So I'm a total tree hugger. :)

  1. Anyone with me on this?
    Some daily things we can do to help mother earth out! (and even our wallets) :tup:

    1.Pay attention to how you use water. The little things can make a big difference. Every time you turn off the water while you're brushing your teeth, you're doing something good. Got a leaky toilet? You might be wasting 200 gallons of water a day. Wash your clothes in cold water when you can.

    2. Leave your car at home. If you can stay off the road just two days a week, you'll reduce greenhouse gas emissions by an average of 1,590 pounds per year. Combine your errands -- hit the post office, grocery store and shoe repair place in one trip. It will save you gas and time.

    3. Walk or ride your bike to work, school and anywhere you can. You can reduce greenhouse gases while burning some calories and improving your health. If you can't walk or bike, use mass transit or carpool. Every car not on the road makes a difference.

    4. Recycle.You can help reduce pollution just by putting that soda can in a different bin. If you're trying to choose between two products, pick the one with the least packaging. If an office building of 7,000 workers recycled all of its office paper waste for a year, it would be the equivalent of taking almost 400 cars off the road.

    5. Compost. Think about how much trash you make in a year. Reducing the amount of solid waste you produce in a year means taking up less space in landfills, so your tax dollars can work somewhere else. Plus, compost makes a great natural fertilizer. Composting is easier than you think.

    6. Change your light bulbs. Compact fluorescent light bulbs (CFLs) last 10 times longer than a standard bulb and use at least two-thirds less energy. If you're shopping for new appliances or even home electronics, look for ENERGY STAR products, which have met EPA and U.S. Department of Energy guidelines for energy efficiency. In 2006, the ENERGY STAR program saved energy equivalent to taking 25 million cars off the road and saved Americans $14 billion in utility costs.

    7. Make your home more energy efficient (and save money). Clean your air filters so your system doesn't have to work overtime. Get a programmable thermostat so you aren't wasting energy when you aren't home. When you go to bed, reduce the thermostat setting -- you won't miss those extra degrees of heat or air conditioning while you're asleep.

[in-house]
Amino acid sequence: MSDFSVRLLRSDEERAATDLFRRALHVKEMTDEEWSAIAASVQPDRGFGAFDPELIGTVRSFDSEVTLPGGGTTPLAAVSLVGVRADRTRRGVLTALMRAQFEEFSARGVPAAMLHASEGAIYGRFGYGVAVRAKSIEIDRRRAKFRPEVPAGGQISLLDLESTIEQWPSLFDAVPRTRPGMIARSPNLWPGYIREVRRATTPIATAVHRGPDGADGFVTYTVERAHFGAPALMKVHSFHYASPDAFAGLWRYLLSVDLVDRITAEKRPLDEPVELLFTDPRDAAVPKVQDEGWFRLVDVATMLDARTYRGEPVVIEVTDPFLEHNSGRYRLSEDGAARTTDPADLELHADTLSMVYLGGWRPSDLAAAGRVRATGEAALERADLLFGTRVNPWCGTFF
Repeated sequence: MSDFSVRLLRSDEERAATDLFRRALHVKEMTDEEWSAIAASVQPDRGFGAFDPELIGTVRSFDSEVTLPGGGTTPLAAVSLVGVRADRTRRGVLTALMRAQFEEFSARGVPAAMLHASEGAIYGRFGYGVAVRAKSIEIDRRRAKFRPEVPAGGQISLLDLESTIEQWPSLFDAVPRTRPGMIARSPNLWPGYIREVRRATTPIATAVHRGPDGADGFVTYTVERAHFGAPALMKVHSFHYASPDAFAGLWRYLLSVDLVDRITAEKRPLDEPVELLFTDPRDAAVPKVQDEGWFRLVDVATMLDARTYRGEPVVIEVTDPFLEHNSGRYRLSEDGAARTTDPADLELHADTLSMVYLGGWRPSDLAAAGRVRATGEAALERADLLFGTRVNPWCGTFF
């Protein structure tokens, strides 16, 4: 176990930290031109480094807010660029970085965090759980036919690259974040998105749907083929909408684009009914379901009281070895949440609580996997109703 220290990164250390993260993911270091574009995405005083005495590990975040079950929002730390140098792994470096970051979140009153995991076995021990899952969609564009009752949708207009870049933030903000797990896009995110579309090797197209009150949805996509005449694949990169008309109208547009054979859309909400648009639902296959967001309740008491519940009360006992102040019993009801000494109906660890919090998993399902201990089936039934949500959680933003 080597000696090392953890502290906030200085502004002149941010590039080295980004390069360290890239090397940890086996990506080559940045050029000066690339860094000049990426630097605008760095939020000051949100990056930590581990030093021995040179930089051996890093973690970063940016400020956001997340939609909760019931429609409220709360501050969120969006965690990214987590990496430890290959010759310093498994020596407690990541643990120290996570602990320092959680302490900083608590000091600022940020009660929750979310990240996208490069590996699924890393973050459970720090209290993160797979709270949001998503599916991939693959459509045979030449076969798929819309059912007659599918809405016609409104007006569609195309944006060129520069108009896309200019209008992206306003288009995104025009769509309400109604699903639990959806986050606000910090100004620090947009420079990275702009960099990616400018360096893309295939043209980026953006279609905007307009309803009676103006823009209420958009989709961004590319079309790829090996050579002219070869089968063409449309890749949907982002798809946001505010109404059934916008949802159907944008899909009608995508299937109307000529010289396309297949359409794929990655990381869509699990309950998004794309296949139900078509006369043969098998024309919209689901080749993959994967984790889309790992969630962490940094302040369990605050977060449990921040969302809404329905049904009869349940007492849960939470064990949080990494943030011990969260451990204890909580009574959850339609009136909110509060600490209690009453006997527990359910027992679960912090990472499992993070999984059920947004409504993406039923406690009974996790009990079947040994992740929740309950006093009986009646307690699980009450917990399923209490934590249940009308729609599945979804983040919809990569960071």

8. Maintain your car. Underinflated tires decrease fuel economy by up to three percent and lead to increased pollution and higher greenhouse gas emissions. Underinflation also increases tire wear, so it will save you money in the long run if you're good about checking your tire pressure.

    9. Drive smarter. Slow down -- driving 60 miles per hour instead of 70 mph on the highway will save you up 4 miles per gallon. [Source: Consumer Guide Automotive]. Accelerating and braking too hard can actually reduce your fuel economy, so take it easy on the brakes and gas pedal.

    10.Turn off lights when you're not in the room and unplug appliances when you're not using them. It only takes a second to be environmentally conscious.
  2. Great post, Jena. People often feel there's nothing they can do to possibly make a difference, but the little things - multiplied by the billions of humans alive - can of course make ALL the difference!

    Although not everyone has the opportunity to make big changes, such as building a sustainable and carbon-neutral home, or helping physically with environmental issues one way or another, those tips you posted above are things everyone can do, regardless of wealth, location, culture.

  3. I'm not as huge on environmentalism as I probably should be, but I'll add on:

    Eat locally! I'm really big on the eat local foods concept; the less distance your food travels, the better! Think of all the miles some produce has to travel in trucks to get to your local store. Plus, you're doing yourself a favor health-wise. Look for people in your area that own small farms and make a business of selling meats, eggs, milk, growing vegetables and putting them up for sale at the farmer's market, etc. You can even find smaller places that make flour, grits and such! Eat seasonally, or freeze/preserve summer foods for winter. SO and I made the complete switch about three weeks ago, to having absolutely nothing in our house that is not grown locally, or organic/natural or fair trade. It may sound like it would be more expensive, but as long as you research and know what you're doing, you'll probably save money, and save money on health care by pitching the junk foods and foods that contain pesticides/preservatives/unnecessary chemicals. SO and I are saving $$ doing what we're doing (though the initial switch can seem expensive, but we replaced everything), and my efforts to get SO to eat better foods is paying off (bad family history of health issues on his side).